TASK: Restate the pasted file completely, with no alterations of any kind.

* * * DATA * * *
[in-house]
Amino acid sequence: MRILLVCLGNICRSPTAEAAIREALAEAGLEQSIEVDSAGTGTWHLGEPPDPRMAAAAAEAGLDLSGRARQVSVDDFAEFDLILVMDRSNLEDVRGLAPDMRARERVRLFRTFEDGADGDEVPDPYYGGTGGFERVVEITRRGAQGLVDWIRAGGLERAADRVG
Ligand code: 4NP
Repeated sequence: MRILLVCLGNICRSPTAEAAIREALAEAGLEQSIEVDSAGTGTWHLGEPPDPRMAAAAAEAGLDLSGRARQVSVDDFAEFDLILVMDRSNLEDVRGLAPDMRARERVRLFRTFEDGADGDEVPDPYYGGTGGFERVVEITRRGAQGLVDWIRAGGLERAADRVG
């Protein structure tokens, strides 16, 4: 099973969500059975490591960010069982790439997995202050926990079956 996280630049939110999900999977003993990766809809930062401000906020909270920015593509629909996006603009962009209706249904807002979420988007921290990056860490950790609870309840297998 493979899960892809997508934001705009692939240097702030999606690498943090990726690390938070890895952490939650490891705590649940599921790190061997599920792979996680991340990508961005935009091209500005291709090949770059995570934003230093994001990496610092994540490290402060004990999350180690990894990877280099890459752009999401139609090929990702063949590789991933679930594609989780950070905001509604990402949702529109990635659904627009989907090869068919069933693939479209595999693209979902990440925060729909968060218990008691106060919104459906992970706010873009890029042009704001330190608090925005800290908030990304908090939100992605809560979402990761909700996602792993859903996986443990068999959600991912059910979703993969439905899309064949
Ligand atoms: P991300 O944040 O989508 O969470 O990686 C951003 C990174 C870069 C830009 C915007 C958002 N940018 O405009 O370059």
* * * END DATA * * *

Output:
[in-house]
Amino acid sequence: MRILLVCLGNICRSPTAEAAIREALAEAGLEQSIEVDSAGTGTWHLGEPPDPRMAAAAAEAGLDLSGRARQVSVDDFAEFDLILVMDRSNLEDVRGLAPDMRARERVRLFRTFEDGADGDEVPDPYYGGTGGFERVVEITRRGAQGLVDWIRAGGLERAADRVG
Ligand code: 4NP
Repeated sequence: MRILLVCLGNICRSPTAEAAIREALAEAGLEQSIEVDSAGTGTWHLGEPPDPRMAAAAAEAGLDLSGRARQVSVDDFAEFDLILVMDRSNLEDVRGLAPDMRARERVRLFRTFEDGADGDEVPDPYYGGTGGFERVVEITRRGAQGLVDWIRAGGLERAADRVG
């Protein structure tokens, strides 16, 4: 099973969500059975490591960010069982790439997995202050926990079956 996280630049939110999900999977003993990766809809930062401000906020909270920015593509629909996006603009962009209706249904807002979420988007921290990056860490950790609870309840297998 493979899960892809997508934001705009692939240097702030999606690498943090990726690390938070890895952490939650490891705590649940599921790190061997599920792979996680991340990508961005935009091209500005291709090949770059995570934003230093994001990496610092994540490290402060004990999350180690990894990877280099890459752009999401139609090929990702063949590789991933679930594609989780950070905001509604990402949702529109990635659904627009989907090869068919069933693939479209595999693209979902990440925060729909968060218990008691106060919104459906992970706010873009890029042009704001330190608090925005800290908030990304908090939100992605809560979402990761909700996602792993859903996986443990068999959600991912059910979703993969439905899309064949
Ligand atoms: P991300 O944040 O989508 O969470 O990686 C951003 C990174 C870069 C830009 C915007 C958002 N940018 O405009 O370059």